Shop Floor Talk  

Go Back   Shop Floor Talk > Welding and Metalworking Forums > Welding

SFT Search:   
Reply
 
Thread Tools Display Modes
  #1  
Old 10-13-2013, 12:07 AM
Dr Page Dr Page is offline
Junior Member
 
Join Date: Oct 2013
Location: Oklahoma
Posts: 18
Default no experience/tools. what to use for very small brazing job

As the title says, this will be my first and probably last brazing job. I'm not looking to set up a permanent job or spend more than a few hundred dollars on equipment.

I'll start by saying I love my guns. What I'm doing is modifying the rear of a beretta 92 frame to have a curved beavertail (the little 'teat' just below the hammer, above the grip), similar to a drop-in safety for a 1911. This is a cosmetic change only. I say it again COSMETIC CHANGE ONLY. I am not tampering with the function of the gun, so I don't need any lip from any Safety Sally. All I am doing is filing away about 1/16" of the very rear of the gun frame. Then I am crafting a curved piece from 6061 T6 aluminum to look like the curve of a drop-in safety. If you google a 92fs and 1911 drop in safety and compare the two, you see what I am getting at.

EDIT: ADDED PHOTOS TO ORIGINAL POST

It's just a simple curve that tapers to a soft point. I have several spare gun frames with which to practice on before I finalize the real deal, but I need to know what sort of equipment (torch, etc) is best for brazing aluminum to aluminum (the gun's frame is aluminum). I want some input from some experts on what I need to buy this project. I plan on practicing some basic brazing, sticking piece A to piece B. After that I wanted to practice on a couple of spare gun frames I have lying around. So what should I buy to last me basically a couple dozen uses?
Attached Thumbnails
Click image for larger version

Name:	2013_10_13_11_5bb3a7d436d4341fa8df.jpg
Views:	432
Size:	90.5 KB
ID:	110214   Click image for larger version

Name:	2013_10_13_11_5bb3a7d436d4341fa8df_2.jpg
Views:	465
Size:	18.4 KB
ID:	110215  

Last edited by cutter; 10-13-2013 at 01:55 AM. Reason: upload attachments, eliminate off-site hosting
Reply With Quote
  #2  
Old 10-13-2013, 12:12 AM
akabull's Avatar
akabull akabull is offline
Maine-iac
 
Join Date: Jun 2007
Location: Albany Township, Maine
Posts: 2,240
Send a message via MSN to akabull
Default

Are you sure that is a safe thing to do?

I honestly have no idea, but I'd bet a wooden nickel somebody will be along shortly who does.
__________________
Chris in Maine
Reply With Quote
  #3  
Old 10-13-2013, 12:20 AM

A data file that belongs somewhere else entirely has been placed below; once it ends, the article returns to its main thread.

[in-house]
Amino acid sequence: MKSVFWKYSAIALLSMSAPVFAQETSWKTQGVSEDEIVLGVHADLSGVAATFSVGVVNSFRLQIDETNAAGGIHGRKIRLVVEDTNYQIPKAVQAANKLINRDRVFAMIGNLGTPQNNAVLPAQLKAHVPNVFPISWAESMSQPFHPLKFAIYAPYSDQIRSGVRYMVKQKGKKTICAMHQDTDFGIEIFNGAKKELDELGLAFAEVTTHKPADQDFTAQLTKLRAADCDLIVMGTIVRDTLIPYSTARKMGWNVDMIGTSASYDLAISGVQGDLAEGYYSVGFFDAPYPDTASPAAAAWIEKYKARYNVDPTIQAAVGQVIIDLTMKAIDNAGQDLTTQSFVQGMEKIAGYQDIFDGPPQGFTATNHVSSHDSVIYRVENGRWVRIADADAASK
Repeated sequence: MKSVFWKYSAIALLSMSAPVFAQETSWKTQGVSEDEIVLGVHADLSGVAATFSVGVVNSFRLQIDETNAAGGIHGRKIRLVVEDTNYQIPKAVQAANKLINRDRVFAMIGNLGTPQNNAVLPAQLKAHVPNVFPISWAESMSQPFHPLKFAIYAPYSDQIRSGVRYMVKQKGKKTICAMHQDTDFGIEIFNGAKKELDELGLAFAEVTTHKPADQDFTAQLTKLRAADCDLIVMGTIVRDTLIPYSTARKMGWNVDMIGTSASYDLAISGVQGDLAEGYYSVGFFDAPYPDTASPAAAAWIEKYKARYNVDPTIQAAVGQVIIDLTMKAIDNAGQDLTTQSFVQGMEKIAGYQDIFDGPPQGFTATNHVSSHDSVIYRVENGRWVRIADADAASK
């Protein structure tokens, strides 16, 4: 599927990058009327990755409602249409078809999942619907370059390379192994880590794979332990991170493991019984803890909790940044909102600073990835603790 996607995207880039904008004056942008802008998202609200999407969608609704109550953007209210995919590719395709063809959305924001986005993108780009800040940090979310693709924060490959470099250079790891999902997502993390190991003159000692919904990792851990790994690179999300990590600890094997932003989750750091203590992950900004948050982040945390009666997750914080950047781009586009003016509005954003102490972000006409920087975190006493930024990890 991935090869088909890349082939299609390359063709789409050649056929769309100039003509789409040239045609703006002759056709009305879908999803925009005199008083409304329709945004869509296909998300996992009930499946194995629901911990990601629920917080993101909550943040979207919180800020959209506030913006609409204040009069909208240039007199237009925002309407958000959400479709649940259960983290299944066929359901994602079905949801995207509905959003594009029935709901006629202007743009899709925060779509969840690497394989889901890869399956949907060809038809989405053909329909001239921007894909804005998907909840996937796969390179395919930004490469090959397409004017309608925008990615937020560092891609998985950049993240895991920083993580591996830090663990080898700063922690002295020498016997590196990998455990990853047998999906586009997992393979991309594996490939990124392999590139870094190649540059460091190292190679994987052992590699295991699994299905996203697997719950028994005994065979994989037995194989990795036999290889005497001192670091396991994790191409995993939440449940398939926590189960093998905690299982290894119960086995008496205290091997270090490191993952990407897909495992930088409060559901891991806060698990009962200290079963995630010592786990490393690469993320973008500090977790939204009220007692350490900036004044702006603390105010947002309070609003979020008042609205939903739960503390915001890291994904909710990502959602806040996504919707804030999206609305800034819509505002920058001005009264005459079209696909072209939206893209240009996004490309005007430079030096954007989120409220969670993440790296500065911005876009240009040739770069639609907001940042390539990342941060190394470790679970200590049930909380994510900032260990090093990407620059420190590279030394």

Dr Page Dr Page is offline
Junior Member
 
Join Date: Oct 2013
Location: Oklahoma
Posts: 18
Default

Totally safe. I've seen real examples and gotten limited advice from people who have actually done similar things but people are kinda flakey and don't always respond when I ask questions. I working on getting some images up.
Reply With Quote
  #4  
Old 10-13-2013, 12:22 AM
Dr Page Dr Page is offline
Junior Member
 
Join Date: Oct 2013
Location: Oklahoma
Posts: 18
Default

The first picture is my personal firearm. The second what I'm trying to achieve. See the indicated red circles - this is the actual job i'm trying to accomplish. I wouldn't be attempting this if there weren't already real life examples of it. Meaning it CAN be done. One of the machinists who did it told me the material he used, which is 6061 T6, that he hand shaped it, and he used brazing (he has no welding experience). But he won't do one for me. I'll have to do it myself.
Attached Thumbnails
Click image for larger version

Name:	2013_10_13_11_5bb3a7d436d4341fa8df.jpg
Views:	377
Size:	90.5 KB
ID:	110212   Click image for larger version

Name:	2013_10_13_11_5bb3a7d436d4341fa8df_2.jpg
Views:	413
Size:	18.4 KB
ID:	110213  

Last edited by cutter; 10-13-2013 at 01:39 AM. Reason: upload attachments, eliminate off-site hosting
Reply With Quote
  #5  
Old 10-13-2013, 01:48 AM
cutter's Avatar
cutter cutter is offline
Curmudgeon
 
Join Date: Jun 2004
Location: Lubbock,Texas
Posts: 32,748
Default

Dr Page, just so you know, we do not use off-site hosting for reasons given in our FAQ.
Please use the manage attachments option below your text window.

No problem with your selection of the Welding Processes forum but just in case you hadn't noticed, we also have a Firearms forum down in the Members Only section.
__________________
cutter
Housekeeping Staff: the Gatekeeper
Director of Policy, Syntax and Grammar (by appointment)

"Dr. Chandran, will I dream?"

Just Keep Walking

"Passionate hatred can give meaning and purpose to an empty life. Thus people haunted by the purposelessness of their lives try to find a new content not only by dedicating themselves to a holy cause but also by nursing a fanatical grievance. A mass movement offers them unlimited opportunities for both."
Eric Hoffer The True Believer 1951
Reply With Quote
  #6  
Old 10-13-2013, 02:03 AM
Dr Page Dr Page is offline
Junior Member
 
Join Date: Oct 2013
Location: Oklahoma
Posts: 18
Default

OK thanks for the heads up. I typically read FAQs before posting but because it was so late I tended to want get my words out as quick as possible. Thank you for fixing my previous posts. Would it be considered redundant to make the same post in the firearms section?
Reply With Quote
  #7  
Old 10-13-2013, 02:18 AM
cutter's Avatar
cutter cutter is offline
Curmudgeon
 
Join Date: Jun 2004
Location: Lubbock,Texas
Posts: 32,748
Default

Yes, it would but you're probably going to get maximum readership up here anyway.
I think almost all the gun guys read this forum and I'm pretty sure all the members with the experience to answer your questions do.